Most good managers have a healthy dose of ego—that source of internal confidence that allows a leader to stand strong behind decisions and maintain a vision for the group in spite of challenges along the way. Unfortunately, that ego can sometimes kick into overdrive, causing those same managers to make missteps among direct reports and other team members.
If only we could identify what the most common ego pitfalls are, maybe we could help the very leaders we are tasked with supporting to sidestep them.
In my work over the past 20 years as a learning and development specialist and now as a coach to top-tier executives, I have discovered a predictable pattern of ego traps that those in leadership positions are apt to fall into. Here is just a sampling of issues that surface:
- not letting go of control
- underestimating how much one is being watched
- believing one’s technical skills trump one’s leadership skills.
You can probably envision what I’m talking about. In fact, you’ve likely seen it before: The well-meaning department head who is known for undermining her people because she just can’t stay out of the low-level details of the daily tasks of her team, the technically proficient supervisor who lacks the softer people skills, or the sociable manager who is clueless to the fact that he’s setting a bad example by taking personal calls throughout the workday while telling his employees they are on the phone too often.
Most of these folks are talented, even well-meaning, but because they have stepped into a leadership role, which offers certain power and privileges, they may end up suffering from one or more ego blind spots. The antidote to any of these blind spots is often a humble dose of EQ, which at its core is made up of self-awareness, empathy, and self-control.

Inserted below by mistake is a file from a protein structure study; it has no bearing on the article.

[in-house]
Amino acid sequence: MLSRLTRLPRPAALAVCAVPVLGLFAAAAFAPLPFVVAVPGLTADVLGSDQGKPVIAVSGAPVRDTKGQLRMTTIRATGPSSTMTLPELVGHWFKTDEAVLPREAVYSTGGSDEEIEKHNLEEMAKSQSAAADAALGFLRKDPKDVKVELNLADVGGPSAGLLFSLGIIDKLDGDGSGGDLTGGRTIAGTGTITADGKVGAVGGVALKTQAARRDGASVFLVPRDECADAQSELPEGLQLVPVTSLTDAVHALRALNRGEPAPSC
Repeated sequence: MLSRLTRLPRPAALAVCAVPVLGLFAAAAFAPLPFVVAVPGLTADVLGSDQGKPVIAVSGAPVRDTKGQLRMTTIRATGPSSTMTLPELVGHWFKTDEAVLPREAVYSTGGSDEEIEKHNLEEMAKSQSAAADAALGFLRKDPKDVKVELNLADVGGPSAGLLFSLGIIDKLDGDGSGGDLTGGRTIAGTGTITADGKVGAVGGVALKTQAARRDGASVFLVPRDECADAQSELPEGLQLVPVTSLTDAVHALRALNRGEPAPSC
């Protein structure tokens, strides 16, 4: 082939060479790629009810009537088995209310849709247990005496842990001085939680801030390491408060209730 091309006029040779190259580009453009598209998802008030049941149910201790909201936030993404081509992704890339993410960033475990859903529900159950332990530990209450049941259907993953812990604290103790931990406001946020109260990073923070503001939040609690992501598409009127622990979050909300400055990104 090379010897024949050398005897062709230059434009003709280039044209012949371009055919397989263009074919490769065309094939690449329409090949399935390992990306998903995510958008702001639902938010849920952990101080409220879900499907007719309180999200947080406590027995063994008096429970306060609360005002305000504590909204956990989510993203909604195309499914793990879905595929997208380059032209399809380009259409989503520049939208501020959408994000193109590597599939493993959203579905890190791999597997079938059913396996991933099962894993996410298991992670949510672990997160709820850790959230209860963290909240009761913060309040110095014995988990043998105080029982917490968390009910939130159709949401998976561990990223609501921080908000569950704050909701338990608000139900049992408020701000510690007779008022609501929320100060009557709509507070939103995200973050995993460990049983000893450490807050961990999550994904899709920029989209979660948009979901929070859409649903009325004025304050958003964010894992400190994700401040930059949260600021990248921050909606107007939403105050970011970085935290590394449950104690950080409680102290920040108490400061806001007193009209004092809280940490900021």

We’ve known about emotional intelligence (EQ) for years now, thanks to the valuable work of Daniel Goleman. The ongoing question: How do you get your folks to apply EQ quickly and simply in the workplace?Advertisement
I suggest that managers and leaders use what I call the “three R’s” as an actionable way to ensure that they are operating from a place of EQ rather than ego:
recognize what’s going on for oneself (one’s moods, feelings, thoughts, and reactions)
- read what’s going on for others (their moods, feelings, thoughts, situation, and reactions)
- respond in a way that is most appropriate, based on the environment and the people in it.
Applying the 3 Rs
Here’s a snapshot of how the three R’s can be used to combat the ego trap of not letting go of control.
Jane Doe department head is told by the HR director that a number of employee complaints have been received about Jane’s unwillingness to delegate tasks. In hearing this, Jane may initially disagree with the feedback, but by partnering with an internal coach who explains this is something that can be fairly easily fixed, Jane agrees to make an honest effort to change. But how? With the three R’s, she can be better prepared to avoid this ego trap the next time it appears.
First, Jane learns to recognize the triggers that cause her to micromanage things. With some mindful attention, she starts to tune into her strong desire to ensure that every detail turns out right in every situation and is able to better determine when to jump in and when not to act on that urge (self-awareness).
Next, she turns an eye outward and tries to read how her team members might be feeling in a given situation (empathy). She thinks about the work they have been hired to do, realizes that no one likes working for a micro-manager, and better tunes into the help they do and don’t need from her in order to contribute to the team.
Lastly, Jane responds in a way that acknowledges her own impulses to get involved while also respecting her team members’ need for autonomy (self-control). She authorizes them to do the work they were hired to do while she stays informed without staying involved.
Score one for Jane, her coach, and EQ. Jane’s use of the three R’s has stopped her ego from undermining her ability to delegate and instead helped her build credibility and trust with her team. Regardless of the ego trap, the three R’s are a handy way to ensure that EQ, not ego, reigns supreme.